La Jolla Shores group is second ‘no’ vote on proposed park cell tower

By Ashley Mackin

Torrey Pines Elementary School (TPES) parents opposed to a proposed cell tower at Cliffridge Park scored another victory when the La Jolla Shores Association (LJSA) voted to oppose granting the conditional use permit required for the tower’s installation at its June 11 meeting.

The La Jolla Community Planning Association also voted against the tower earlier this month.

The approximately 25 parents at the LJSA meeting heard a presentation from AT&T acquisition consultant Debra DePratti Gardner, who indicated that despite their concerns, AT&T plans to pursue the location. She said the proposed site at the northwest corner of Cliffridge Park helps fill a coverage gap and their only alternative is to place the tower behind a nearby single- family residence.

The ‘tree’ behind the existing cell tower shows the AT&T design for the park.


Parents of students at Torrey Pines Elementary School, which is adjacent to the park, expressed worries about insufficient notice of the proposed 30-foot tower and Electromagnetic Field (EMF) exposure.

Darang Tech of DTech Communications conducted an on-site reading of current EMF levels at and around the school, which were low enough to be considered ambient.

Although according to the Federal Communications Commission, EMF concerns cannot be a factor in the LJSA decision, aesthetics and land-use issues can be, so TPES parent Marc Kuritz argued that park lands should not be used for commercial purposes. He cited Section 55 of the San Diego City Charter to illustrate his point. “All real property heretofore or hereafter designated or set aside for park, recreation or cemetery purposes shall not be used for any but park, recreation or cemetery purposes,” he read. “… Until such changed use or purpose is first authorized or ratified by a vote of two-thirds of the qualified electors of the city voting at an election for that purpose.”

DePratti Gardner countered by saying the proposed tower would be outside the usable area of the park.

However, LJSA Chair Tim Lucas agreed with Kuritz’s position. “One thing that struck me is that there is no recreational benefit of this (tower) to the park, and I think that’s a key concept,” he said. Addressing aesthetic, he referenced a decision by the Ninth Circuit Court of Appeals regarding a cell site proposed for a street. “The panel of the Ninth Circuit said ‘the experience of traveling along a picturesque street is different from the experience of traveling through the shadow of a wireless communication facility.’ ”

He added, “They were worried about something in a road, not even a park, but a road, and this is an actual park that is supposed to be open space. I read Section 55 of the charter before the meeting and I agree with (Kuritz’s) contention. The city should not be siting these things in parks.”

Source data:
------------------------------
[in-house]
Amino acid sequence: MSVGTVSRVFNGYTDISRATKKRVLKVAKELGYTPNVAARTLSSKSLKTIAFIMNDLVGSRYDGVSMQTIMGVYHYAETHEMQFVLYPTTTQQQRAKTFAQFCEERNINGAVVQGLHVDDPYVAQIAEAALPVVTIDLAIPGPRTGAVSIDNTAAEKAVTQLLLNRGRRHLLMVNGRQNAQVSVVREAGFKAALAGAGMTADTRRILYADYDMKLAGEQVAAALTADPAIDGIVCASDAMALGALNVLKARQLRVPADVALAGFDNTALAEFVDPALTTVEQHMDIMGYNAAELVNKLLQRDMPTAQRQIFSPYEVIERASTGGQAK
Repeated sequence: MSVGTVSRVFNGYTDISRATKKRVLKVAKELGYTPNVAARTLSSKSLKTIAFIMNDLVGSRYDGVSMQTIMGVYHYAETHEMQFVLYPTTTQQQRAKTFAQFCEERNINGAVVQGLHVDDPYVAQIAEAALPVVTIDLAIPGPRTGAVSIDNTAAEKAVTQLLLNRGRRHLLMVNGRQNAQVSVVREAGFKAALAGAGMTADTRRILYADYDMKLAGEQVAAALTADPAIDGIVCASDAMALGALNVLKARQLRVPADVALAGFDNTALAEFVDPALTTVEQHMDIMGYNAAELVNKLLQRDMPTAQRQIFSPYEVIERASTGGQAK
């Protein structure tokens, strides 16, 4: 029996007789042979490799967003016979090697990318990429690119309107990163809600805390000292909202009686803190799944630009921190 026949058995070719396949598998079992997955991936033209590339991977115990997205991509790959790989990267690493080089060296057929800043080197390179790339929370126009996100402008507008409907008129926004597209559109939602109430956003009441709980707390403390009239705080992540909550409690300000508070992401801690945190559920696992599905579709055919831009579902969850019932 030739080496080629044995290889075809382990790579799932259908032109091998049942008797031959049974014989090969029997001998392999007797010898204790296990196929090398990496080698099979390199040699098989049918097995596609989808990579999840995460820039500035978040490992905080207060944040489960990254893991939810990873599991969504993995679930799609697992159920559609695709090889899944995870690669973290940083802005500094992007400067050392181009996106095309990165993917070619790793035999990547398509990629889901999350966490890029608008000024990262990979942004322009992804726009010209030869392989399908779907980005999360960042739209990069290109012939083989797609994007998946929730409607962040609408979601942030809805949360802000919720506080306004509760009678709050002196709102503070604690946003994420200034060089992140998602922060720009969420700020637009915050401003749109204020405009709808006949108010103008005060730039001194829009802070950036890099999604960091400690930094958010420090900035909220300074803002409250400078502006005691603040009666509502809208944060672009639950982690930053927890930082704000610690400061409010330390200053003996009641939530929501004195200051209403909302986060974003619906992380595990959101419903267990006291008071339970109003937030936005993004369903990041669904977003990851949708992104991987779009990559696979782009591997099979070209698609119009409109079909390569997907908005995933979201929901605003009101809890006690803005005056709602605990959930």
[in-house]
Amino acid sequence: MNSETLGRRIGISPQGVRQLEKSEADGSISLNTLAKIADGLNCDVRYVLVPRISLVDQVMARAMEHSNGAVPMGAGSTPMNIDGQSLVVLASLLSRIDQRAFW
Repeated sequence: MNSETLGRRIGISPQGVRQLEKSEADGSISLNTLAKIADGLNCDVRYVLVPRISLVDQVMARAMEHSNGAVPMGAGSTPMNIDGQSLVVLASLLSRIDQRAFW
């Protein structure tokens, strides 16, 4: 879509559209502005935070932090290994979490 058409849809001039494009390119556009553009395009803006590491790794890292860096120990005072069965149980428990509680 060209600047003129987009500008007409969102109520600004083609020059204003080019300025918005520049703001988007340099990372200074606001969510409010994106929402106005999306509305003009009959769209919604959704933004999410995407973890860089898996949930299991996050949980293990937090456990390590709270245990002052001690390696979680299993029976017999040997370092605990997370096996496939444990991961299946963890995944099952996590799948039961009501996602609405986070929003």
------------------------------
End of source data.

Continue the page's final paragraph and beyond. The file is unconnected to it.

LJSA member Janie Emerson made the motion to oppose granting the permit and lease for the tower. She included the proposed tower’s bulk and scale being larger than the other two towers currently on the park site (possibly setting a precedent), and the faux eucalyptus tree used to disguise the tower as being incompatible with the scenery as reasons for the opposition. Further, her motion included LJSA asking the City of San Diego and Director of Parks and Rec to cease leasing park land to wireless communication facilities until the formation of a comprehensive plan that explores these facilities in parks. The motion carried 12-0-1.

A second motion made by LJSA Vice Chair Susan Thomson-Tschirn requested AT&T return to LJSA with a viable “plan b,” which also carried 12-0-1.

Lucas added that in his research, he discovered the Director of Park and Rec has the authority to put a limit on the number of towers at each park.

In other LJSA news:

■ Avenida de la Playa construction
As the Avenida de la Playa infrastructure and repair project nears completion, LJSA voted to waive the summer construction moratorium to complete the final facets.

Lucas explained the outfall – where the drains feeds into the ocean – does not have a gate because the original design would not have worked. He said he hopes to see a design proposal soon, as there is currently only a fence surrounding the outfall.

Additionally, at the westernmost end of Avenida de la Playa, there is a water main, which has yet to pass bacterial testing. Once the main passes, the city will patch the area with concrete and let it cure, which should take approximately three days. During this time, the boat launch will be open.

■ DecoBike drama continues
During the May meeting, LJSA voted 6-3-1 to oppose the three DecoBike bike-share kiosk locations proposed in the Shores. At the June meeting, in light of the recently announced July 1 public comment deadline, LJSA affirmed their vote, 7-6.

The City of San Diego has a contract to implement DecoBike bike sharing citywide, with a guaranteed 180 stations. There is not a minimum number of stations guaranteed for each community.

■ Next meeting La Jolla Shores Association next meets 6:30 p.m. July 9 at 8840 Biological Grade, Scripps Institute of Oceanography. LJSA.org

Related posts:

  1. Planned cell tower at La Jolla’s Cliffridge Park draws parents’ ire
  2. La Jolla Shores utility projects suffer delays
  3. Avenida de la Playa: Residents upset over construction setbacks in La Jolla Shores
  4. $3.8 million La Jolla Shores lifeguard tower faces remodel due to distorted window views
  5. La Jolla Shores infrastructure projects underway

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Posted by Ashley Mackin on Jun 21, 2014. Filed under La Jolla, News. You can follow any responses to this entry through the RSS 2.0. You can skip to the end and leave a response. Pinging is currently not allowed.

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